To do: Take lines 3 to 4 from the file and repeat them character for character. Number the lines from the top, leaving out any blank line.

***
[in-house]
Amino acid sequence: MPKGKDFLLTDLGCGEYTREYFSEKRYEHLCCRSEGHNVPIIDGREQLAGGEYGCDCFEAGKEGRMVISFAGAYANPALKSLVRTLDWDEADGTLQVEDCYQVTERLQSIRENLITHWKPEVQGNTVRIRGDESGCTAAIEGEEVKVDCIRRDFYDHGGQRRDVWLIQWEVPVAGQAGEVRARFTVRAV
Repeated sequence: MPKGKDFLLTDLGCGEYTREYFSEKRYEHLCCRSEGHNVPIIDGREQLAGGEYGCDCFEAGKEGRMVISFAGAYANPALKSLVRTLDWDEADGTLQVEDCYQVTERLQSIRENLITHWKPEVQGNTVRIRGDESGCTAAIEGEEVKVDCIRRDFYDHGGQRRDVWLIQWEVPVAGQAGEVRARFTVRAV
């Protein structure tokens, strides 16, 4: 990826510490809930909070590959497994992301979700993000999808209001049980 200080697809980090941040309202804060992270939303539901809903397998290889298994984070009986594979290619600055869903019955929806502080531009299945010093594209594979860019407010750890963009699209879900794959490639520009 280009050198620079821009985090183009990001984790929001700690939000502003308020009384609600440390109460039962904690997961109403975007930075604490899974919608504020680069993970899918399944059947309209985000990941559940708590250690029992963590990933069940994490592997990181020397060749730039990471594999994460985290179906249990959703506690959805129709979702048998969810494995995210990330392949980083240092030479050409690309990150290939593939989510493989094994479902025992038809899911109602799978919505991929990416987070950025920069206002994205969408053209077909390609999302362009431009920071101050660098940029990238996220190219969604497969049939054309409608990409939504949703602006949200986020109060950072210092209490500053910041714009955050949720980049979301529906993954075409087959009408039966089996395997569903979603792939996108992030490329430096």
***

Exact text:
Repeated sequence: MPKGKDFLLTDLGCGEYTREYFSEKRYEHLCCRSEGHNVPIIDGREQLAGGEYGCDCFEAGKEGRMVISFAGAYANPALKSLVRTLDWDEADGTLQVEDCYQVTERLQSIRENLITHWKPEVQGNTVRIRGDESGCTAAIEGEEVKVDCIRRDFYDHGGQRRDVWLIQWEVPVAGQAGEVRARFTVRAV
């Protein structure tokens, strides 16, 4: 990826510490809930909070590959497994992301979700993000999808209001049980 200080697809980090941040309202804060992270939303539901809903397998290889298994984070009986594979290619600055869903019955929806502080531009299945010093594209594979860019407010750890963009699209879900794959490639520009 280009050198620079821009985090183009990001984790929001700690939000502003308020009384609600440390109460039962904690997961109403975007930075604490899974919608504020680069993970899918399944059947309209985000990941559940708590250690029992963590990933069940994490592997990181020397060749730039990471594999994460985290179906249990959703506690959805129709979702048998969810494995995210990330392949980083240092030479050409690309990150290939593939989510493989094994479902025992038809899911109602799978919505991929990416987070950025920069206002994205969408053209077909390609999302362009431009920071101050660098940029990238996220190219969604497969049939054309409608990409939504949703602006949200986020109060950072210092209490500053910041714009955050949720980049979301529906993954075409087959009408039966089996395997569903979603792939996108992030490329430096």